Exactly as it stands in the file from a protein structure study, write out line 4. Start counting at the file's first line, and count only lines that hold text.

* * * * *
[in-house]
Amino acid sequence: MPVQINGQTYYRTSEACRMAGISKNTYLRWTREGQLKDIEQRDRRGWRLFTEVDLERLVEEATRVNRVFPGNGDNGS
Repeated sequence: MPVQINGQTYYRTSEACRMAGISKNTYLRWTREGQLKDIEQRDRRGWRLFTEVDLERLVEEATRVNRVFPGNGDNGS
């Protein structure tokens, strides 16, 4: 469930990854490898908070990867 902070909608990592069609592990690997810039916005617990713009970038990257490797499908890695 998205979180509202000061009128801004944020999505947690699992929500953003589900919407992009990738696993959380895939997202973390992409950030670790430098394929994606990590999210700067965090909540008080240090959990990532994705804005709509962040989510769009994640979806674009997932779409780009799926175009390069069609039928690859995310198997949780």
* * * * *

């Protein structure tokens, strides 16, 4: 469930990854490898908070990867 902070909608990592069609592990690997810039916005617990713009970038990257490797499908890695 998205979180509202000061009128801004944020999505947690699992929500953003589900919407992009990738696993959380895939997202973390992409950030670790430098394929994606990590999210700067965090909540008080240090959990990532994705804005709509962040989510769009994640979806674009997932779409780009799926175009390069069609039928690859995310198997949780």